In practice what is going to happen when one wants to communicate to the other is that the originating box will broadcast an arp request. All nodes that are on the same subnet will see the broadcast. The arp request is simply the originating box's request to find out what system on the local subnet has the IP it's trying to reach. Basically it's asking "who has, tell me". The other system will see the broadcast and respond with its MAC and off they go.

Give the points to newmang. He's answered your question.
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amcandrewAuthor Commented:
But, when I try to ping B (xxxx.yyyy.180.177) from A, I get a message that all packets are lost.

The routing table on A has the following entries (generated by DHCP)

Destination       Gateway           Genmask
XXX.YYY.176.0             xxx.yyy.176.1

Note that pinging works fine and I have internet access via my browser. I am a little suspicious of the destination and gateway addresses that are simply; maybe that is the way DHCP sets things up so that I do not have access to, cannot ping, any other machine on the cable company's network?
Your routing table is correct for the local network and the default route. The first line says that XXX.YYY.176/ is a local network and that no gateway is needed. The last line has a destination of (anywhere) and a gateway point to your ISP's router and is the default route for non-local traffic.

If these two boxes are Linux machines you may have installed a default firewall on them. This would prevent pings or anything else from working between the two systems. If that's the case you'll need to modify the firewall rulesets or disable the firewall.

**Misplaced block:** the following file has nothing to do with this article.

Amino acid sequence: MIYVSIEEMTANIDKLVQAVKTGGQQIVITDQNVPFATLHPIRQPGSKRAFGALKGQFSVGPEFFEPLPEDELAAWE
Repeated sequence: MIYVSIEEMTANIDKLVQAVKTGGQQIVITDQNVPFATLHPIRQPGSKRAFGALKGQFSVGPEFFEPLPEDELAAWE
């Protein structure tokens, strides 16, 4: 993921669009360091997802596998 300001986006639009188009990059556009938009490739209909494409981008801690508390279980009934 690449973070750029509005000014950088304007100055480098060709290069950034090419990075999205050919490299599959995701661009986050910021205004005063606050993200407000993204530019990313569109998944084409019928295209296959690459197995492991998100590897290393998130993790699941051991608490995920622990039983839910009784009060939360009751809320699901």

amcandrewAuthor Commented:
It was a firewall on B. Duh!  Thanks for the help.

Glad to see it is all working and you understand the addressing.

Just to fill in the background to this.....

In the beginning when the addressing structure was defined no-one had any idea of the "internet". All IP networks were essentially private networks.

There were 3 classes of addressing defined with the difference being the division of the 32 bit address into network and host component parts. These were as follows:

Class A :
8 bits of network address, 24 bits of host address.
1st bit of the address is ALWAYS 0
Addresses range from to
Allows for a small number of networks each with huge numbers of hosts.

Class B :
16 bits of network address, 16 bits of host address
1st 2 bits of address ALWAYS 10
Addresses range from to
Allows for a medium number of networks each with a medium number of hosts

Class C :
24 bits of network address, 8 bits of host address.
1st 3 bits of address ALWAYS 110
Addresses range from to
Allows for large number of networks each with a small number of hosts.

Class D : is reserved for multicasts, starts with 1110 and ranges from to

Note that 127.x.x.x addresses are reserved for internal loopback addresses, this explains why you could ping - it never went outside the box.

With the emergence of the internet this addressing structure became very wasteful as many addresses in each network were wasted. What then emerged was the ability to sub-net the address whereby a class B address such as you are using can be subdivided by allowing some of the host part of the address to be used as network address bits.

One entity would be allocated a Class B address (, they would then subdivide this address into a number of sub-nets by subnetting (in your case and then allocate those networks out to other entities.

This is a very simplified explanation of what's going on here - there is much much more such as super-netting, classless inter-domain routing (CIDR) etc but it should give you a start. There are many books available on the subject if you really want to get down and dirty with this - I've been doing this for 30 years now and I still find out new stuff every day.

Cheers - Gavin
amcandrewAuthor Commented:
Thanks for the additional background. I think I'll look for a book ("TCP/IP for Dummies"?).